Melissa Clark’s morel piece ($) last month got me all hot to buy some fresh morels, but at the usual New York price of $60 a pound, it wasn’t happening. Then one day I heard some French chefs talking about how cheap the morels were at the Manhattan Fruit Exchange in the Chelsea Market, so I made a trip. And there they were for $19.50 per pound.

Still, though, I was dainty, and bought just enough to make about a quarter of Clark’s recipe, just as an appetizer.

I heard one of the chefs say, “l’échalote et la sauge avec les morilles…c’est un bon mariage.” With that in mind, I swapped her chives for sage. I won’t reprint the recipe, because you don’t need exact amounts or instructions. You sauté some chopped shallots in butter for a few minutes. Add as many morels as you have, sliced in half, and cook for another five minutes. Add a couple tablespoons of wine, cover, and cook another five minutes to soften the mushrooms. Uncover and let the liquid evaporate, stir in a bit of heavy cream, season, and let thicken for two minutes. Serve on buttered toast, sprinkled with chopped chives (or sage) and flaky salt.

I went back to the Fruit Exchange the following weekend and bought about a big bag of morels, and I fulfilled my fantasy of making a morel tart!

What could be more decadent? I flavored it with shallots and sage again, but otherwise used a basic custard (one egg plus equal parts milk and cream). I also added a few tablespoons of fromage blanc, but I wouldn’t do that again. I hadn’t cooked with fromage blanc before, and it really makes things quite thick. I wanted to taste morels suspended in a light custard, not a cheesy pie.

For this tart and every other tart I’ve made in the last month, I’ve used the same crust. I think I’ve finally found my foolproof formula for pâte brisée: 1.5 cups flour, 1 teaspoon salt, 7 tablespoons butter, and 4 tablespoons water. It comes together easily every time (even by hand), and it cooks up tender and flaky. I’ll try it out on Mom when she comes to visit (for a week!) in August.


Oh, I love morels and I adore tarts of any kind. Unfortunately, I never get enough of either of them. Tarts because they go straight to my behind and morels of the price. My brother has a secret place for picking them, and of course he brings them to me when he does, but it’s not often enough. I’ve used the dried morels for many recipes with good success, they’re usually not so expensive. I think shallot and sage is a good combination, but I think your shallot and chive is probably better. I also like shallot and thyme.

Ah, les morilles… I don’t get to eat those very often either. I live 50 miles north of NYC, and it might as well be the moon as far as getting some fancier foods goes. When I was a child, we used to go mushroom picking very often with my parents in the forêt d’Orléans, and my mother would sauté them in a standard concoction of butter, parsley and garlic. Sooo yummy. Shallots and sage sounds great too.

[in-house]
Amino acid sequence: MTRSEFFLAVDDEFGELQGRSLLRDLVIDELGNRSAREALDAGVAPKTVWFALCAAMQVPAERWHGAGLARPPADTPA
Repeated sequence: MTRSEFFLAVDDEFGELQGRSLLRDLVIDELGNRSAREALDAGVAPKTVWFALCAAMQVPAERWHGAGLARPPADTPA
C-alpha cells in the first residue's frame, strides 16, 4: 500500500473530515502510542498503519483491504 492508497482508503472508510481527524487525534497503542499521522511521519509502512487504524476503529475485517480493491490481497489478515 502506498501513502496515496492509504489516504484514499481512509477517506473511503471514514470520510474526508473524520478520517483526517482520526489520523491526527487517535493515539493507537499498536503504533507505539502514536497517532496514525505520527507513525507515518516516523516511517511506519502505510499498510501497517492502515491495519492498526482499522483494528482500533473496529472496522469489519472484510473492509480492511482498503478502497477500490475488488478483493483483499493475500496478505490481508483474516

Can I shyly admit I’ve never even tried morels before? I’m always daunted by the price. But you’re inspiring me, that and the fact that Manhattan Fruit Exchange is so close…

I have not tried morels but do make wonderful mushroom concoctions with hen of the woods – you can get them at Union Square though I am not sure if the vendor is there now or they are a Fall thing. In fact those mushroom were part of the inspiration for my blog.

I love the stories of these people and their secret morel locations, Mary. I hear they do that in France, too. I have dried morels, but I never really use them.

Christine: you’re killing us with your story of the Orléans forest. Can we please be there now? Did you grow up in Orléans?

Ooh, izzy’s mama, I’ve never tried hen of the woods, although they definitely have the best name of any produce!

Leland: I grew up just a few miles south of Paris, but my parents had a house in Sologne (game and mushroom country par excellence) where we spent most of our weekends, hence the frequent outings in forêt d’Orléans. My family is originally from Poitou-Charentes, and mushroom picking was also something we did with my grandfather (there we mostly found pieds de mouton—sheep’s feet, I have no idea what they might be called here) typically around the same time of year that we would harvest the grapes in his vineyard and make wine (yes, my cousins and I would be the kids wearing rubber boots squishing the grapes in the big barrels on top of the horse-drawn flatbed carriage). I know it probably sounds like paradise to you, but you should know this: the wine my grandfather made was really pretty awful… The meals my grandmother made for the harvesting crew, however, were truly memorable.

I LOVE morels, but have a warning… Two springs ago I too was bit by the morel bug so I went to a fancypants place in the East Village known for it mushrooms (I shant name names) and asked to buy morels. Alas, they were out of them, but the proprietor told me he had, in stock, some mushrooms called Gyromitra (aka false morels) that would scratch my itch. They were about a quarter of the price so I greedily bought them.

Lucky for me I just happened to be reading a book that night on strange ingredients that warned against Gyromitra with a huge, boldfaced warning that, if they are not prepared properly they are deadly. And not just the mushrooms are toxic, but also the steam that comes off them can cause you to go to the ER. Apparently some people can cook them without harm, but you really have to know what you are doing.

I was shocked and a bit peeved that the man that sold them to me had not warned me at all, that he had basically sold me a bag of Russian roulette.

I just wanted to warn people that these fungi are out there and that they’re dangerous and that when a morel craving strikes to think twice about settling for second best.

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